I have been working with at-risk youths for 15 years, and have found the experience extremely rewarding. I have counseled young people with a variety of challenges, including family situations, drug use, eating disorders and behavioral issues. My experience makes me well suited to help the residents at Sunnyside learn and grow in a protected environment.

While I have experience in working with all ages, I believe that the adolescent population at your facility would benefit from the knowledge I gained during the past five years while working in Student Services at Sunnyville High School. I was recognized by the District as "Outstanding Teen Leader 2009" for the After-School Job Mentoring program I developed and implemented with the cooperation of several local businesses.

I would greatly appreciate the opportunity to meet with you to discuss what I have to bring to the position at Sunnyside. Thank you for reviewing my attached resume.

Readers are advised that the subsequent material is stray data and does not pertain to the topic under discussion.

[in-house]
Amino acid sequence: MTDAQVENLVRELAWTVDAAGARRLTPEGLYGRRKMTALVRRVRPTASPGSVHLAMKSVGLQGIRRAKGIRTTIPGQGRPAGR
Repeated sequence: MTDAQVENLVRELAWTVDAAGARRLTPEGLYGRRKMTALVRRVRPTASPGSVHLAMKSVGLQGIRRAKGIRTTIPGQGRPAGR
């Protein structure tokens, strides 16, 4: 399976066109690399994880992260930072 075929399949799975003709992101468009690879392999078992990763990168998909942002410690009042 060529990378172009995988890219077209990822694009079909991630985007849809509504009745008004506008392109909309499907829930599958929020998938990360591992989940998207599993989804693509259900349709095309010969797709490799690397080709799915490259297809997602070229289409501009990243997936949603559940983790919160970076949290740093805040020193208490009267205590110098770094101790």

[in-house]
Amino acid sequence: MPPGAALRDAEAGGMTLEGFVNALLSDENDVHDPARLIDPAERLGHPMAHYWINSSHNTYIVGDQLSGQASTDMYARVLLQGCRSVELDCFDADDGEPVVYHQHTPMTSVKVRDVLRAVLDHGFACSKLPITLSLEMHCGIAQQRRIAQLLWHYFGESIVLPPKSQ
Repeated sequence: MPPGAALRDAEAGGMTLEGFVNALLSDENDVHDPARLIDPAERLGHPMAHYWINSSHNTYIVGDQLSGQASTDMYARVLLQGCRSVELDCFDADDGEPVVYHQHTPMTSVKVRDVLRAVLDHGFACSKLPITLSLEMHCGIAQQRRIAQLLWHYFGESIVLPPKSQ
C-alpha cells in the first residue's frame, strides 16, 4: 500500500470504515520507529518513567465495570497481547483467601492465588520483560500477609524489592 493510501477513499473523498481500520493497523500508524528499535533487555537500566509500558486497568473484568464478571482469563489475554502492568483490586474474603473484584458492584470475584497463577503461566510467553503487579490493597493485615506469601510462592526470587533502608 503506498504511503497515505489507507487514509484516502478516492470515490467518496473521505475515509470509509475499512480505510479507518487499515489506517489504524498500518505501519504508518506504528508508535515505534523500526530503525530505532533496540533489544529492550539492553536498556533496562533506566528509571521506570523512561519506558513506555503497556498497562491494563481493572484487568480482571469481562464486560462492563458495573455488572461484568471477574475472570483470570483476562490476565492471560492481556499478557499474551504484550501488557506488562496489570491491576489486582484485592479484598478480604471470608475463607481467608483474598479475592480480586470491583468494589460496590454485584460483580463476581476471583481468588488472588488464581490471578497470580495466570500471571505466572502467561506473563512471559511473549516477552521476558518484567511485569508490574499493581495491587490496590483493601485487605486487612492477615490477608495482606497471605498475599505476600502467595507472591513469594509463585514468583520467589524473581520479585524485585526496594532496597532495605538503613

Regards,

Stephanie Smith

Additional Cover Letter Samples
Review sample cover letters for a variety of scenarios including a follow-up letter, inquiry letters, industry-specific sample cover letters, cold contact and referral letter samples.

More About Referrals:How Employee Referral Programs Work

How to Mention a Referral in Your Cover Letter

A referral can help you stand out from the crowd when you are applying for a job. Hiring managers and recruiters are more likely to take a closer look at candidates with whom they share a mutual contact, and for good reason: studies have shown that hiring through employee referral is faster, cheaper, and more effective than relying on job sites. Referral hires also tend to get up to speed more quickly, fit in better, and stay at the company longer.

A referral cover letter can make the difference in helping your application get noticed by prospective employers. It also gives the hiring manager some context for your work and provides additional information about you.